It’s cross country time – well only the one for me because my excuse has been ultra running having not been able to make any of the other South Yorkshire Cross Countries. Given the fourth and final one of the series was on home turf at Graves Park in Sheffield I had no excuse not to turn out – above all given I’d finished my ‘ultra’ stuff for the year.
I don’t think I quite realised how much 80 miles had taken out on my body only 2 weeks previous at the Hardwolds 80. After a full 10 days of no running (apart from trotting 2 miles up to the local Percy Pud 10km very slowly) I thought my legs would be ready to run all of 4 miles. But don’t ever underestimate an 80-mile ultra.
A short run is better than no run at all
It was a gorgeous crisp sunny December morning. The blue skies penetrated the park. Graves Park isn’t particularly known for its ‘flatness’, with a few little bumps here and there it makes a good cross country course – home to the Open Cross Country Races and Cutlers Relays as well as now part of the South Yorkshire Cross Country Series.
Despite the deceiving blue skies, it was cold. Having opted for shorts and vest I was a little shivery, to say the least on the start line. A little apprehensive too given 4 miles is a ‘long’ way for me, I really mean its a ‘short’ way for me and I am not used to running ‘fast’ (‘fast’ is all relative don’t forget).
It was 3 laps of the lower end of the park. Before we could shiver anymore and waste energy with more star jumps we were off. The first half mile or so is quite fast as it’s downhill, all on grassy muddy parkland. Into the woods the route goes, jumping over tree roots that rudely just appeared from beneath the muddy ground. A tight bend created some congestion on the first lap, I wasn’t overly bothered about getting ahead but more bothered about staying up straight. The first lap of the ‘hill’ involved a slimy camber, sludgy and slushy, having to already dig in deep with the spikes to keep up straight.
Effort: Work hard to get good, then work hard to get better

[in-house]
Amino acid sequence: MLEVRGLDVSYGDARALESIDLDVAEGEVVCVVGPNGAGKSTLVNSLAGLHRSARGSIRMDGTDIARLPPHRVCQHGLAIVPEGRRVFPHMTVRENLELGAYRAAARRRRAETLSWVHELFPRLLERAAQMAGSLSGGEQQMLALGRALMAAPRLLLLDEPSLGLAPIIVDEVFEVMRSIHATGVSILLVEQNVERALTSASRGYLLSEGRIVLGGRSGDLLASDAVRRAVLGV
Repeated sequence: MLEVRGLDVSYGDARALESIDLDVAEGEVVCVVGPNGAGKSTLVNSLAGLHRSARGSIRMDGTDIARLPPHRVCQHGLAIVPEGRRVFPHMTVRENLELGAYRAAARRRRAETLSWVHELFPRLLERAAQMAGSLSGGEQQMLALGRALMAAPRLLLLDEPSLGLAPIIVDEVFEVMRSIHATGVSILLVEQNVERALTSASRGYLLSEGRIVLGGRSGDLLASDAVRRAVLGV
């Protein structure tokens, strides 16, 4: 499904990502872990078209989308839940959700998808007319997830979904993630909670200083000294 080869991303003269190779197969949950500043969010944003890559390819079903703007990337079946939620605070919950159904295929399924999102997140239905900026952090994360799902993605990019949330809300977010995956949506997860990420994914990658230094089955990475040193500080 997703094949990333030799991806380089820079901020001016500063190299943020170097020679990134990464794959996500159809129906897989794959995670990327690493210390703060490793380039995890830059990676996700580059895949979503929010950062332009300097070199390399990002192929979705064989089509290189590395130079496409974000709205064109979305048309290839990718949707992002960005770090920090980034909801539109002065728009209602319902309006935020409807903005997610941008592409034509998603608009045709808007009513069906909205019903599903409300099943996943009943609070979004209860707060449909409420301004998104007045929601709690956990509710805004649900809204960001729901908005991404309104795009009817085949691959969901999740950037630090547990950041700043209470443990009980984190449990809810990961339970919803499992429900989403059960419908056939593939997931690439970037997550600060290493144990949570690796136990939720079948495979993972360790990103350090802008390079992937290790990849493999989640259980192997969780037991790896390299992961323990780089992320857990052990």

My shoes were already digging into me, spikes are not my thing, the shoes themselves are so narrow that my feet were pinching me on top, left and right. After being used to running in the roomy Altra’s all year, to change to spikes was not a good move. I’d been better off in my Altra Kings no doubt to save me from a week of minor niggles afterwards.
Enough of the winging of the shoes, its what it is. Lap one was done and only 2 more to go. I was feeling the effect of running faster than ultra pace as one of our club members came whizzing past me looking strong and sturdy. I had no particular desire to push on after her but was happy at my own pace. The second woody mudland was even more so, and the camber felt even more camberesque too after everyone had churned it up even more. Back on the top section, although flat and slightly downhill it was still a push to go through the start/finish to do it all over again.
Never Mess with Someone who Runs Through Mud for Fun
I caught up another member of our club, and we ran together for a little while. I was now blowing a bit too much out of my comfort zone – give me those 10-minute miles back, its much more ‘fun’. I let her go up the hill as I lost the strength to keep up, my legs were too heavy to fight with a fellow club member. However, there were a couple of other none club members ahead who I had my eye on and was going to drag down. So I did, one got as the course levelled off then another as the course meandered down to the finish as I put in a sprint straight to the finish to bag my place just one second behind fellow club member who I had been running with previously.
4 miles spot on, 4 miles I hear you cry, 4 muddy miles, that’s harder than a 40 miler or an 80 miler, in an outlandish sort of way. But that’s the joy of running.